From the above study it may be concluded that most of the slums in Dehradun were formed by encroaching the major drainage channel, and flash flood may damage most of the slums located in this area. So, proper care, planning and management should be taken to mitigate the flood risk vulnerability in slums. The urban planner therefore, has to take these facts into consideration and also monitor the vulnerable areas for checking the growth and expansion of the slums.

References

  • Academy for Mountain Environics; March, 1996: Urban Environmental Maps of Dehradun, RHUDO/USAID, New Delhi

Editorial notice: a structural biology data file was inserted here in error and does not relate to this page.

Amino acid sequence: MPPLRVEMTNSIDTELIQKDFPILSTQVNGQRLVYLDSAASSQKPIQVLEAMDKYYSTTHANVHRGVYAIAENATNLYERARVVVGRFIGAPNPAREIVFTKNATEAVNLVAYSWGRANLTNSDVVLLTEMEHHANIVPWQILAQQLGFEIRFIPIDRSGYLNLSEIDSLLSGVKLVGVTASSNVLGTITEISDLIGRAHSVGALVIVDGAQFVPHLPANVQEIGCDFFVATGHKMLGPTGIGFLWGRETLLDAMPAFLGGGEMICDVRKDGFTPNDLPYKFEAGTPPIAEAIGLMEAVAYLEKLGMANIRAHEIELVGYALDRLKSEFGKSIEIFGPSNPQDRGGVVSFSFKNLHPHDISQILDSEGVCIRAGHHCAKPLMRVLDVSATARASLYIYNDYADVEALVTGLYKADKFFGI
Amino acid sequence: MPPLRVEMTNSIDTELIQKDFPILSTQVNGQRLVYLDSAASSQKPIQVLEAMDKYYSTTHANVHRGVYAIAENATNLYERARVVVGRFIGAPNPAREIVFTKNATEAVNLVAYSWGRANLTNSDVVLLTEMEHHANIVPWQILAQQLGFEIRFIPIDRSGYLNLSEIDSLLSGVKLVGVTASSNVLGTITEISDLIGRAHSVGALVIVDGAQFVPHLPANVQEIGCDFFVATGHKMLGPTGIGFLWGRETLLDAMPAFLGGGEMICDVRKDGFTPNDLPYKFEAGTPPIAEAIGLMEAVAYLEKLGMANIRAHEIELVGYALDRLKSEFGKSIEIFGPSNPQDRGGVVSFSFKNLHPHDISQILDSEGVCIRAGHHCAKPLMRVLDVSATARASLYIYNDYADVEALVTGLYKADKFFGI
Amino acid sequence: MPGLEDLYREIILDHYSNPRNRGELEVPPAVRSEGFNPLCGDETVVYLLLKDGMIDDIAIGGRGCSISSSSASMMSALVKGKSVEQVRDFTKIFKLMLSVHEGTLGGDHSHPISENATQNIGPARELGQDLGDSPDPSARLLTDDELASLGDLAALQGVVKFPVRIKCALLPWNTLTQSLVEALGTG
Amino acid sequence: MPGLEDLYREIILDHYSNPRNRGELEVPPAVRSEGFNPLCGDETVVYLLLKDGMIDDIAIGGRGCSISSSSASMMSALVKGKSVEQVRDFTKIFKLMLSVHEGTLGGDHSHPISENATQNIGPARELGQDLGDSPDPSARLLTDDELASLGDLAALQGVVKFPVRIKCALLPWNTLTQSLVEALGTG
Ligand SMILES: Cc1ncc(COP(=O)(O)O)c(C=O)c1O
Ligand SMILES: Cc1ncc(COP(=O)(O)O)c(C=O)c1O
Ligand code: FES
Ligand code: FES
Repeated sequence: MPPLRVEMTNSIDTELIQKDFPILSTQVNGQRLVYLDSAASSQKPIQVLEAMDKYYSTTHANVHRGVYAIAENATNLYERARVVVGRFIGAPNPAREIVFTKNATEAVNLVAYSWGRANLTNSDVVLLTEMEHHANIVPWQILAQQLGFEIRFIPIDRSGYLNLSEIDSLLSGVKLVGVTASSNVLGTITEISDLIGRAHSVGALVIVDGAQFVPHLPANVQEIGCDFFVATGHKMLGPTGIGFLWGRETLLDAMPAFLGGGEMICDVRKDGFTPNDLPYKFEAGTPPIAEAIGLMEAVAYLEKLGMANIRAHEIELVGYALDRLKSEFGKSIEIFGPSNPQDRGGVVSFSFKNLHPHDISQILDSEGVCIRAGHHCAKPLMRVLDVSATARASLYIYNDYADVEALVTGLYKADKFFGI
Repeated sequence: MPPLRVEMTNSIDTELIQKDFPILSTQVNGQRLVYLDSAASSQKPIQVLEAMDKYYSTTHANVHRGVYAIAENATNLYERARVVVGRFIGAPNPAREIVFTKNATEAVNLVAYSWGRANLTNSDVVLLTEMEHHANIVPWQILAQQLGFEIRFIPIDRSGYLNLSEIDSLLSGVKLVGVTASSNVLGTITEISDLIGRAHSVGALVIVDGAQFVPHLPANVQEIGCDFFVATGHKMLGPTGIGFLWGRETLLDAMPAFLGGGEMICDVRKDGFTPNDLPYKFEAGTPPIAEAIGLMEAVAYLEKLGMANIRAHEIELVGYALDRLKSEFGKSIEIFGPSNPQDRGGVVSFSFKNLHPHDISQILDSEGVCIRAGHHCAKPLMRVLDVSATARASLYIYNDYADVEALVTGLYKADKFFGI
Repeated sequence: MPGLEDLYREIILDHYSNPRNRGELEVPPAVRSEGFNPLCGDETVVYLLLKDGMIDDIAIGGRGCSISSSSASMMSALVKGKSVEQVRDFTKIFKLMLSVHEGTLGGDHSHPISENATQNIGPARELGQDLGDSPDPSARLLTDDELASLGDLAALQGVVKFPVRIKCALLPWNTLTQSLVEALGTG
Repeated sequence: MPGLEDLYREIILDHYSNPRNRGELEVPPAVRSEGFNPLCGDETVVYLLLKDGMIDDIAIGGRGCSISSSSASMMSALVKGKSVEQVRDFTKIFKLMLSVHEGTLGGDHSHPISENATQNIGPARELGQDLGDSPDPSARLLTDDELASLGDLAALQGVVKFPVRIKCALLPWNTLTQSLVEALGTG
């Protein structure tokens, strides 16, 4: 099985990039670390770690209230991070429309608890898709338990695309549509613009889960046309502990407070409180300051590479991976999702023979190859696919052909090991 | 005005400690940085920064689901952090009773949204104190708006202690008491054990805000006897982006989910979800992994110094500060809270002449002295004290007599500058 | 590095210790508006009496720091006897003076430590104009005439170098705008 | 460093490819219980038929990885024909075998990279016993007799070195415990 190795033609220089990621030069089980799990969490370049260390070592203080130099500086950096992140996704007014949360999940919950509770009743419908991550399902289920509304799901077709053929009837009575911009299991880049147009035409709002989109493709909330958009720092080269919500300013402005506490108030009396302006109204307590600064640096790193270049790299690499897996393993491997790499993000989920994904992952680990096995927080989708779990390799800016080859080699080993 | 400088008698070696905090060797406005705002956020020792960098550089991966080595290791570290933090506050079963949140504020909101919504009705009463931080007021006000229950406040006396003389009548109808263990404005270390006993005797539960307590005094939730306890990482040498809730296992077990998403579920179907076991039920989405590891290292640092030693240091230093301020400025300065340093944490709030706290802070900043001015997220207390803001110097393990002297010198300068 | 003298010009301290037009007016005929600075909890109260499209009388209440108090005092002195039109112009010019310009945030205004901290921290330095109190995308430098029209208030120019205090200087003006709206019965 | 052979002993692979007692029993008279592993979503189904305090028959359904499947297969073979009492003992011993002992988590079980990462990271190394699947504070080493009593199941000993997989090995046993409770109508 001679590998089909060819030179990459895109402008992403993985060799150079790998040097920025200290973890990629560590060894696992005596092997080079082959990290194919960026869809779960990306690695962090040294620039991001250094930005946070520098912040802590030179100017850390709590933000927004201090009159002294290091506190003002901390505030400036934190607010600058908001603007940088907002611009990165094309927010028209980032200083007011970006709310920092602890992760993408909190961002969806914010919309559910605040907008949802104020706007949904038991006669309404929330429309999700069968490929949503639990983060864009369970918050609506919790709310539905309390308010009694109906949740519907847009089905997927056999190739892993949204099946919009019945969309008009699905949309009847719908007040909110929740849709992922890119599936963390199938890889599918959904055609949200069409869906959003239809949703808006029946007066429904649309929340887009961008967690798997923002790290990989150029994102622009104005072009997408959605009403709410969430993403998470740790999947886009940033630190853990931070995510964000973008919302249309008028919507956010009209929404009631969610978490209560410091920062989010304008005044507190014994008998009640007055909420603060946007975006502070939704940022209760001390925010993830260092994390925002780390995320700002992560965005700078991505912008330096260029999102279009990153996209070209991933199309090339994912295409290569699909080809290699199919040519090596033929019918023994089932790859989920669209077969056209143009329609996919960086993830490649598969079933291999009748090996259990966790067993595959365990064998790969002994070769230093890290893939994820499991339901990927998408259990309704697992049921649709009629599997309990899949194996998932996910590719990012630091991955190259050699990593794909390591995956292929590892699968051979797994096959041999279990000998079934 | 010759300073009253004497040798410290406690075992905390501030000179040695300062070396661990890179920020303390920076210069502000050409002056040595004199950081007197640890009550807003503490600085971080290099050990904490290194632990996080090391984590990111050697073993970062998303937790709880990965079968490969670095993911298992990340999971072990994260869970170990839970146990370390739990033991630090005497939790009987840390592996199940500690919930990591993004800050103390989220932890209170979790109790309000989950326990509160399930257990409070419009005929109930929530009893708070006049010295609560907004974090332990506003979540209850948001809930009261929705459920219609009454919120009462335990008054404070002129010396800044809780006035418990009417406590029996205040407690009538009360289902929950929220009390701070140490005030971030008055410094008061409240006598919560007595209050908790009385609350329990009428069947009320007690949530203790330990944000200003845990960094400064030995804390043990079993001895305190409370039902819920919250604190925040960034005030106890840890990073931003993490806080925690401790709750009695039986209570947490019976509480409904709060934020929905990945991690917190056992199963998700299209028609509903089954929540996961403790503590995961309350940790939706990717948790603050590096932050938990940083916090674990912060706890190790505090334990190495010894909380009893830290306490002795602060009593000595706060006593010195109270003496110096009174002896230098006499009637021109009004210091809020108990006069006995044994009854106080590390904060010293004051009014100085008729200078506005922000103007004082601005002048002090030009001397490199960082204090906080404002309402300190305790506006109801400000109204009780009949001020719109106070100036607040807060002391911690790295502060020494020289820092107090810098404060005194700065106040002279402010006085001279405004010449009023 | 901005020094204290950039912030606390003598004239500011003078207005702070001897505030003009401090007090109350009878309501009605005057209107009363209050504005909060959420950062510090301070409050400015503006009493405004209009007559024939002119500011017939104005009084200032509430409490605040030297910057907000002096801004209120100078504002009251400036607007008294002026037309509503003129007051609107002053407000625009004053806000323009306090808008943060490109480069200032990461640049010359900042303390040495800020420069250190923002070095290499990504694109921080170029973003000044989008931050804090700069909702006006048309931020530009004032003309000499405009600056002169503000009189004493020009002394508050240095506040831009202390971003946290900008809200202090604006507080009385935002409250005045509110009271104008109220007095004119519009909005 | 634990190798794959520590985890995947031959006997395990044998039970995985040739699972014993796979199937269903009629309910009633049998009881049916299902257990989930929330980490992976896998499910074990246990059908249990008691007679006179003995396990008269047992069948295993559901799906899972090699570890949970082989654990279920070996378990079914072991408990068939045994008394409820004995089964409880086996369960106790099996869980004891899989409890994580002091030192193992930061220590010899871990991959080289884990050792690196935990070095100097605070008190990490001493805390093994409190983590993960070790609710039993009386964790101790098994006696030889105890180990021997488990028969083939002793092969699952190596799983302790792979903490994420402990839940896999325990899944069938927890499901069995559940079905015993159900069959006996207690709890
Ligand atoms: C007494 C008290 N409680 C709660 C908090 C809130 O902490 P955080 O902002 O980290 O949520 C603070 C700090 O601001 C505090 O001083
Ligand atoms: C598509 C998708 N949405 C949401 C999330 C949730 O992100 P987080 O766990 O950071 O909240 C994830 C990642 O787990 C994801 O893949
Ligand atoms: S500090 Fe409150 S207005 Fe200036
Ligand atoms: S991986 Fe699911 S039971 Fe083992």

• Jadav, C, S.; 1987: Slums, Urban Decline and Revitalization, Volume-7, Concept Publishing Company, Delhi
  • Mohanan, G. et. all; 1983-84 ; Urban Landuse Survey: A Case Study of Coimbatore City; Unpublished Report, Human Settlement Analysis Course, Indian Institute of Remote Sensing
  • Lecture Notes; 2003: Human Settlement Analysis Division, Indian Institute of Remote Sensing Publication
  • A to Z of Housing Census; Summary Results on Houses, Household Amenities and Assets: Census of India, 2001